Enter Bridgend from Bowmore and the Bridgend Hotel is on the right with shops on the left. There’s a petrol station, general store and Post Office. Just beyond these is a T-junction. The road to the left is the A847 south to Bruichladdich, Port Charlotte and Portnahaven on the Rinns of Islay. Continue past the turning for a few hundred metres and there’s a small road to the left that takes you to Islay House Square. You can also find a car park here.
Opposite the car park is the entrance to the beautifully sheltered Bridgend Woods, famous for natural displays of wildflowers, with thousands of snowdrops, daffodils and bluebells in Spring. These woodlands provide a haven for many birds throughout the year and offer miles of wonderful walks over well-maintained tracks, with beautiful flora and fauna. The lovely river Sorn flows through these woods and gives wonderful views.
Islay Woollen Mill
About a mile further towards Port Askaig is the Islay Woollen Mill. This is owned and run by Gordon Covell and produces a fine range of high-quality woven fabrics. See https://islaywoollenmill.co.uk/.
Islay House Square
Once a hive of activity with up to 120 estate workers, the square was originally as the stables for Islay house and some workers’ houses.
In 2001 estate manager Malcolm Younger and Tim Kirkwood persuaded Islay Estates to retain the Square and convert the buildings into smaller, self-contained units ideal for local businesses. Islay House Square now features several shops and the Islay Ales brewery. One shop is the Islay Quilters which makes fabulous quilts. Next door you’ll find Elizabeth Sykes with her beautiful Batiks.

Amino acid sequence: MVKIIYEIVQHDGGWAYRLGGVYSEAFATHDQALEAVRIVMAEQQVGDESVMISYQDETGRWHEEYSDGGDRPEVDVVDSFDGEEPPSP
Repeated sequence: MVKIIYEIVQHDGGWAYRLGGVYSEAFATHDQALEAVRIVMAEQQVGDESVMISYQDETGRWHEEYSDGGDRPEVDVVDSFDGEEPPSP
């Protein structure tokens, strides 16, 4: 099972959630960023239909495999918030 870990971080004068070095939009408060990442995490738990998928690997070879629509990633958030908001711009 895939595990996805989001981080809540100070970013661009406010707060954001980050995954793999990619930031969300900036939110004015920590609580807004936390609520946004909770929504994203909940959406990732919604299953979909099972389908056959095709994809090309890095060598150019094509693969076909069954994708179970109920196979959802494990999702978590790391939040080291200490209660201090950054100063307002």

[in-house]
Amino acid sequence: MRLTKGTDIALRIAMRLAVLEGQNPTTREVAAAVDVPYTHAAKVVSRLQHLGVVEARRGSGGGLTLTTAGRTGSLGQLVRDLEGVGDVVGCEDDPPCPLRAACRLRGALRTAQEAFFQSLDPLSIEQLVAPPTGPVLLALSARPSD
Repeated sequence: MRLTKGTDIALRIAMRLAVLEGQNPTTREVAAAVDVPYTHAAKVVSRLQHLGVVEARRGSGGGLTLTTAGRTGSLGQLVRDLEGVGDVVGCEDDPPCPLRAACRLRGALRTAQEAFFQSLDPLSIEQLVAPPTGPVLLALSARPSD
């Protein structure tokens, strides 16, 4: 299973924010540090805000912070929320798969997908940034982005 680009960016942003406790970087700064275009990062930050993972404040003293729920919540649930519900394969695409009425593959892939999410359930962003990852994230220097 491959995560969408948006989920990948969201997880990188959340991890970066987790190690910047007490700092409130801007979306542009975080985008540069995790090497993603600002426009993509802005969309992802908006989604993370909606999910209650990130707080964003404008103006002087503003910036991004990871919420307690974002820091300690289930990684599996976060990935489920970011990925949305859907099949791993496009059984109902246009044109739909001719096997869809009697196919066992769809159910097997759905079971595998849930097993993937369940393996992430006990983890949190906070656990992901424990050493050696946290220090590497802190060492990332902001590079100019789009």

The Square is even home to ‘Blue Lupins’, a very special little garden centre and shop. Browse at leisure, then enjoy coffee and home baking on comfy sofas around a big open fire – very sociable retail therapy. Other shops are Susan Eastwood’s glass works and art gallery and a gift shop with cards and home decorations.
Islay House Community Garden, created in the old kitchen garden of Islay House behind the Square, sells seasonal fruits and vegetables. You can view the garden and even help as a volunteer.
Take the main three-way junction immediately after crossing the bridge, make a left onto the A847 and you’ll find Islay House (now a hotel) 500 yards on the right.
Behind the hotel lodge – a small cottage – is the octagonal East Tower or Bridgend Tower, was built in the 1760s. Beside it are several former ships’ cannons; one bears the cast insignia of George III (1760-1820).
This is one of three batteries installed to defend Islay House after the American privateer “True Blooded Yankee”, under the command of Thomas Oxnard, was responsible for the Port Charlotte incident in October 1813.
The other armaments were at Battery Hill by Bowmore, of which no traces remain, and by the West Tower further along the road to Port Charlotte. Also beside the East Tower is the lower part of a 14th or 15th century carved cross shaft.